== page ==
New Year New Rules for Defense Contractors

New Year New Rules for Defense Contractors

[via POLITICO.COM Morning Cybersecurity 2 JAN 2018]

DFARS cybersecurity rules take effect – The recent New Year festivities brought with them more than just mountains of confetti litter and discarded “2018” glasses. The last day of 2017 also marked the deadline for defense contractors to meet minimum cybersecurity requirements for the systems they operate for the Pentagon. A federal contracting rule gave firms until Sunday to “provide adequate security on all covered contractor information systems,” with the technical standards agency NIST publishing a list of required security measures. The new regulation is the government’s most serious attempt yet to protect military data from hackers who have breached a series of sensitive targets in recent years, including the email network of the Joint Chiefs of Staff.

But the cybersecurity rule presents “a problem for DoD because there’s a lot of subjectivity in what is ‘adequate security,'” Susan Cassidy, a partner at Covington and Burling who specializes in defense contracting regulations, told MC in an interview. The Pentagon will likely assess protections based on the sensitivity of each company’s work, she said. “If you are providing commercial items like cleaning products to the government, you might have less ‘adequate security’ requirements than if you are working on a large weapons system.” But DoD will also face a huge logistical challenge auditing contractors’ compliance with the new rules. The Defense Contract Management Agency lacks the manpower to review each of the more than 200,000 contracts for cybersecurity protections. “DoD knows that contractors are going to have to self-certify,” Cassidy told MC.

Faced with industry frustration, the Pentagon softened the requirement prior to the deadline, saying contractors only had to write an overall cybersecurity plan. In that plan, contractors must explain how and when they will deploy the rest of the required digital protections – including things like “Limit unsuccessful logon attempts” and “Monitor and control remote access sessions.” Cassidy said the plan is an important first step even if overall compliance remains unfinished: “What the government has now is information it can use to help it evaluate contractor compliance.” The Pentagon did not respond to a request for comment over the holiday weekend.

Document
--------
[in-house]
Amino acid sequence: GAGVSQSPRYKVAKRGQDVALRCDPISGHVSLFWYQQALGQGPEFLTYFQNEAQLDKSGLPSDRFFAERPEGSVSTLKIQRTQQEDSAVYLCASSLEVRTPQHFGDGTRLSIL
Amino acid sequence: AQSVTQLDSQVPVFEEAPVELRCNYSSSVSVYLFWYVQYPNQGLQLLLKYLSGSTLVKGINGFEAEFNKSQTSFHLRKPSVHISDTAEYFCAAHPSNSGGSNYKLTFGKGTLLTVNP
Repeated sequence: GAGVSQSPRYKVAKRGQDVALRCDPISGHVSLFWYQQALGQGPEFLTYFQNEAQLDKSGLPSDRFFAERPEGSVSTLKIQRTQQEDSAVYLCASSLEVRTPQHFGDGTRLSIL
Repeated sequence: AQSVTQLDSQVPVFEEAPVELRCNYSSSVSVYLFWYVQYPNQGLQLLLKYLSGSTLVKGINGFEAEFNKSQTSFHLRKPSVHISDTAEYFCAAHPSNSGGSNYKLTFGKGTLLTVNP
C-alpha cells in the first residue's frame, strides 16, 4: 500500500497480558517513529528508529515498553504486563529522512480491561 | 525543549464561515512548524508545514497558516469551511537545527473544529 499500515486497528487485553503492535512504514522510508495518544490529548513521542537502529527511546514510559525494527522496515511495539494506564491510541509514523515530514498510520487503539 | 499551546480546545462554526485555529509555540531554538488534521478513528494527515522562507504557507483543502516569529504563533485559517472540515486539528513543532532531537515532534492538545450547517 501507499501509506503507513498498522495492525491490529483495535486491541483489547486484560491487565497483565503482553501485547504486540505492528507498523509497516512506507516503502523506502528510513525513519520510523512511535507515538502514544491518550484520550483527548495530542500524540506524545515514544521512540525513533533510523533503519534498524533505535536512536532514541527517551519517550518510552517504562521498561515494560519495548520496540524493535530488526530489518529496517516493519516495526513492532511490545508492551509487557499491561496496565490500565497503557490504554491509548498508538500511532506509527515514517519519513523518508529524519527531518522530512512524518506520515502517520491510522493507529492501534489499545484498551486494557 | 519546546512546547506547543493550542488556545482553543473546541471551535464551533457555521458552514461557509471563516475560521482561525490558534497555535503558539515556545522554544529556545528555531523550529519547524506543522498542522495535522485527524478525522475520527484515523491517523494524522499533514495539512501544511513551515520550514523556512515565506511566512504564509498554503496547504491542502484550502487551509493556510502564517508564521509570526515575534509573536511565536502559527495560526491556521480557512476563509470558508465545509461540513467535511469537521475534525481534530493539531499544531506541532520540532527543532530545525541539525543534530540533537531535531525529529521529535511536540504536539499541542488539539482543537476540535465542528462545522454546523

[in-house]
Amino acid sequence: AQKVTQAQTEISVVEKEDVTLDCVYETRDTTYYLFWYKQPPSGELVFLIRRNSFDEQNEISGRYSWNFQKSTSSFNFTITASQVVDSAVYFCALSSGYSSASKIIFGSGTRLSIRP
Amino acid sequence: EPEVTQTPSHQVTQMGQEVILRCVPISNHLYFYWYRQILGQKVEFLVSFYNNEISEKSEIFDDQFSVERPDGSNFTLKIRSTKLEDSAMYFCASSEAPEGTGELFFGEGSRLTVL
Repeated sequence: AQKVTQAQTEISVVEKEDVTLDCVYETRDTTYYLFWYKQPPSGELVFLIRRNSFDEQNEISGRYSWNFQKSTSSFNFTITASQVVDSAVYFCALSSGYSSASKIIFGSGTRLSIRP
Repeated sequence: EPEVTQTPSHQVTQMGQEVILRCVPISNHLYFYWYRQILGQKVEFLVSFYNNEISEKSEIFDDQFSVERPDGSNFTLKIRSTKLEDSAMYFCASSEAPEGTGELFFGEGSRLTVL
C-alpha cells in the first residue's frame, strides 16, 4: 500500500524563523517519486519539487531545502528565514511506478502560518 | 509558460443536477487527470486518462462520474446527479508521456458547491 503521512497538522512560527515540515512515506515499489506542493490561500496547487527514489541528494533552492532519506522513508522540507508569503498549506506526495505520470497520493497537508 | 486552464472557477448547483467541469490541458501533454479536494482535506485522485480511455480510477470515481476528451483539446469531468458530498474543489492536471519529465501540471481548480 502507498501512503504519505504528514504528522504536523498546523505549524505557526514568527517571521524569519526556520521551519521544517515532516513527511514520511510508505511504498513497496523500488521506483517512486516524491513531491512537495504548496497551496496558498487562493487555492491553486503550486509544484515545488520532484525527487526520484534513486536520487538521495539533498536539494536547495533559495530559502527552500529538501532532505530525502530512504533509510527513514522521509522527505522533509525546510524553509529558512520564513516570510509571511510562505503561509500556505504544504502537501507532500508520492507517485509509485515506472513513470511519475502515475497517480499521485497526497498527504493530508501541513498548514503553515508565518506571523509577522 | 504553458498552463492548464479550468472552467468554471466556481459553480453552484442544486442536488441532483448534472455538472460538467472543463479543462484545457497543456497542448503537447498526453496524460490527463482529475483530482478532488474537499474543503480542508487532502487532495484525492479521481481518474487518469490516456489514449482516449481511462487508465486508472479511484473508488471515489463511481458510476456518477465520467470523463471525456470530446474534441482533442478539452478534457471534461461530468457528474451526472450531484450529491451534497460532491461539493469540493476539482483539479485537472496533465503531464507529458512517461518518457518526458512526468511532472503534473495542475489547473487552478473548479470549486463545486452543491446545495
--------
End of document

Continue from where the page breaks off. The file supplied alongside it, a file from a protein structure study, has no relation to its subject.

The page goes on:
Companies are taking the new regulation seriously even though they have some breathing room to implement it, according to Cassidy. As of today, they must have their cyber plans ready for government inspection, and those documents must be accurate, because lying to the government is a crime. More generally, while companies with legacy IT may struggle to meet some requirements – like using multi-factor authentication – the contracting community has had four years to prepare for the new regulatory environment. “DoD’s been somewhat patient … on these security controls,” Cassidy told MC. “It’ll be interesting to see how much they enforce it going forward and how [DoD’s] auditing of this compliance works out in the coming year.”

While the new rule only applies to defense contractors, 2018 could be a big year for civilian contractor cybersecurity too. The government, Cassidy said, is likely to propose a new regulation “sometime in the next year” that standardizes data protection requirements no matter what agency a contractor is supporting. Currently, departments and agencies set their own expectations for contractors’ digital defenses, creating an unwieldy regulatory patchwork.

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